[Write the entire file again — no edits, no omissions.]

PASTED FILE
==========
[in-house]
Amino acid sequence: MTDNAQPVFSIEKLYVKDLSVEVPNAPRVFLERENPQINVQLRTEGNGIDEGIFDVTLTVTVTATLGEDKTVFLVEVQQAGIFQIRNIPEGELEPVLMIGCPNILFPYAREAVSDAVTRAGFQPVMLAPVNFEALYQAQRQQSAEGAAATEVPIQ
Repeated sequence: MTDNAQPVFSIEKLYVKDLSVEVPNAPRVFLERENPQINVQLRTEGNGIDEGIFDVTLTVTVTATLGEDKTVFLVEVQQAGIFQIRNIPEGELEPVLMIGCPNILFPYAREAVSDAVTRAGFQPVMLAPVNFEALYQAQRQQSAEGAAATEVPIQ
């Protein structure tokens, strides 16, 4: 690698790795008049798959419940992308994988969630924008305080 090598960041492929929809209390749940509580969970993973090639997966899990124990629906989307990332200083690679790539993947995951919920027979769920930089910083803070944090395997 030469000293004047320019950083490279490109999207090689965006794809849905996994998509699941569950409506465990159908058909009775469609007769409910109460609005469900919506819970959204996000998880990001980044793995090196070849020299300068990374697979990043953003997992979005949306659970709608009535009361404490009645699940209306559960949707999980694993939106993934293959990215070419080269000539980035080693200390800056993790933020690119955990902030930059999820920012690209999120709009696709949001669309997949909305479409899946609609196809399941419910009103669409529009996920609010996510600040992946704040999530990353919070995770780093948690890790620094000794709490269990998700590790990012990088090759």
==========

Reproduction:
[in-house]
Amino acid sequence: MTDNAQPVFSIEKLYVKDLSVEVPNAPRVFLERENPQINVQLRTEGNGIDEGIFDVTLTVTVTATLGEDKTVFLVEVQQAGIFQIRNIPEGELEPVLMIGCPNILFPYAREAVSDAVTRAGFQPVMLAPVNFEALYQAQRQQSAEGAAATEVPIQ
Repeated sequence: MTDNAQPVFSIEKLYVKDLSVEVPNAPRVFLERENPQINVQLRTEGNGIDEGIFDVTLTVTVTATLGEDKTVFLVEVQQAGIFQIRNIPEGELEPVLMIGCPNILFPYAREAVSDAVTRAGFQPVMLAPVNFEALYQAQRQQSAEGAAATEVPIQ
């Protein structure tokens, strides 16, 4: 690698790795008049798959419940992308994988969630924008305080 090598960041492929929809209390749940509580969970993973090639997966899990124990629906989307990332200083690679790539993947995951919920027979769920930089910083803070944090395997 030469000293004047320019950083490279490109999207090689965006794809849905996994998509699941569950409506465990159908058909009775469609007769409910109460609005469900919506819970959204996000998880990001980044793995090196070849020299300068990374697979990043953003997992979005949306659970709608009535009361404490009645699940209306559960949707999980694993939106993934293959990215070419080269000539980035080693200390800056993790933020690119955990902030930059999820920012690209999120709009696709949001669309997949909305479409899946609609196809399941419910009103669409529009996920609010996510600040992946704040999530990353919070995770780093948690890790620094000794709490269990998700590790990012990088090759």